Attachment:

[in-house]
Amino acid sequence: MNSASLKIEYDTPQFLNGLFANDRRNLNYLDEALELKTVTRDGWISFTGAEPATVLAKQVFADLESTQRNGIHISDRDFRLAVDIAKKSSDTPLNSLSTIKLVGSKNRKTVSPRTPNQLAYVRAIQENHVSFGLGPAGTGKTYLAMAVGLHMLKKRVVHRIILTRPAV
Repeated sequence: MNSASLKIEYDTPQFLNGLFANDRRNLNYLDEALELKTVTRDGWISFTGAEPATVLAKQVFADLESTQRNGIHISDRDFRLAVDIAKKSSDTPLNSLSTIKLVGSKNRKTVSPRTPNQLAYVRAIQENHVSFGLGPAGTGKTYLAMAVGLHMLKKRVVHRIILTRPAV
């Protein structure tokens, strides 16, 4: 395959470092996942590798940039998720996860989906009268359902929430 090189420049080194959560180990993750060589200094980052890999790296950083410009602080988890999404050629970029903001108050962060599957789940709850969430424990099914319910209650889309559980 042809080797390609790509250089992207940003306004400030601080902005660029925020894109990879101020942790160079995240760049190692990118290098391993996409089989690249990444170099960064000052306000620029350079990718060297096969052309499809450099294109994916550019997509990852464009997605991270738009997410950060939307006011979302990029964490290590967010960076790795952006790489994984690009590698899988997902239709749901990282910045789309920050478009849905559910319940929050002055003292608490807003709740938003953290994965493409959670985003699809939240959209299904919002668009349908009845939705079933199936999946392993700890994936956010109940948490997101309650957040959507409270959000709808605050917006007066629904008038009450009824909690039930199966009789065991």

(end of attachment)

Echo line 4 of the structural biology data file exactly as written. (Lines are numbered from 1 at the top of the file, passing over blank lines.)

């Protein structure tokens, strides 16, 4: 395959470092996942590798940039998720996860989906009268359902929430 090189420049080194959560180990993750060589200094980052890999790296950083410009602080988890999404050629970029903001108050962060599957789940709850969430424990099914319910209650889309559980 042809080797390609790509250089992207940003306004400030601080902005660029925020894109990879101020942790160079995240760049190692990118290098391993996409089989690249990444170099960064000052306000620029350079990718060297096969052309499809450099294109994916550019997509990852464009997605991270738009997410950060939307006011979302990029964490290590967010960076790795952006790489994984690009590698899988997902239709749901990282910045789309920050478009849905559910319940929050002055003292608490807003709740938003953290994965493409959670985003699809939240959209299904919002668009349908009845939705079933199936999946392993700890994936956010109940948490997101309650957040959507409270959000709808605050917006007066629904008038009450009824909690039930199966009789065991």